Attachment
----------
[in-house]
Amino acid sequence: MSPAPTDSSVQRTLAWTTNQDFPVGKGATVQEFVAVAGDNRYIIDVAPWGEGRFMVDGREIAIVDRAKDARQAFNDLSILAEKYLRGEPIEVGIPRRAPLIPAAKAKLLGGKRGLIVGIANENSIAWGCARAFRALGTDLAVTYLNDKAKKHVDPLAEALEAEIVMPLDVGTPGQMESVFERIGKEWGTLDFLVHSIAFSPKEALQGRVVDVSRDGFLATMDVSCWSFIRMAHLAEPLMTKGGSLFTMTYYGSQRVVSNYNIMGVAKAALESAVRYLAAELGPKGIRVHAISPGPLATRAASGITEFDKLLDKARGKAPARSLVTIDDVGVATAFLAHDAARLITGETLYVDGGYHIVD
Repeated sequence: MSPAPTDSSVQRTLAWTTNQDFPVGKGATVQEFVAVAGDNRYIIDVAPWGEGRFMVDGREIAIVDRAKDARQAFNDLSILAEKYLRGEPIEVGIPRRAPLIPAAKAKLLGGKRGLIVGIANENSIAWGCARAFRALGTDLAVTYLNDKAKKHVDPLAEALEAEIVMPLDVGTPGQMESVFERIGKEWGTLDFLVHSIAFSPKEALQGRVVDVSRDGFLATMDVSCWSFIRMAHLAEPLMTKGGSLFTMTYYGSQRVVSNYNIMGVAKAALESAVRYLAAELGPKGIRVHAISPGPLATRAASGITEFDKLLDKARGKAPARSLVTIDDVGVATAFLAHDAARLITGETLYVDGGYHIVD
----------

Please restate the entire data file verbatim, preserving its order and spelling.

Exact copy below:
[in-house]
Amino acid sequence: MSPAPTDSSVQRTLAWTTNQDFPVGKGATVQEFVAVAGDNRYIIDVAPWGEGRFMVDGREIAIVDRAKDARQAFNDLSILAEKYLRGEPIEVGIPRRAPLIPAAKAKLLGGKRGLIVGIANENSIAWGCARAFRALGTDLAVTYLNDKAKKHVDPLAEALEAEIVMPLDVGTPGQMESVFERIGKEWGTLDFLVHSIAFSPKEALQGRVVDVSRDGFLATMDVSCWSFIRMAHLAEPLMTKGGSLFTMTYYGSQRVVSNYNIMGVAKAALESAVRYLAAELGPKGIRVHAISPGPLATRAASGITEFDKLLDKARGKAPARSLVTIDDVGVATAFLAHDAARLITGETLYVDGGYHIVD
Repeated sequence: MSPAPTDSSVQRTLAWTTNQDFPVGKGATVQEFVAVAGDNRYIIDVAPWGEGRFMVDGREIAIVDRAKDARQAFNDLSILAEKYLRGEPIEVGIPRRAPLIPAAKAKLLGGKRGLIVGIANENSIAWGCARAFRALGTDLAVTYLNDKAKKHVDPLAEALEAEIVMPLDVGTPGQMESVFERIGKEWGTLDFLVHSIAFSPKEALQGRVVDVSRDGFLATMDVSCWSFIRMAHLAEPLMTKGGSLFTMTYYGSQRVVSNYNIMGVAKAALESAVRYLAAELGPKGIRVHAISPGPLATRAASGITEFDKLLDKARGKAPARSLVTIDDVGVATAFLAHDAARLITGETLYVDGGYHIVD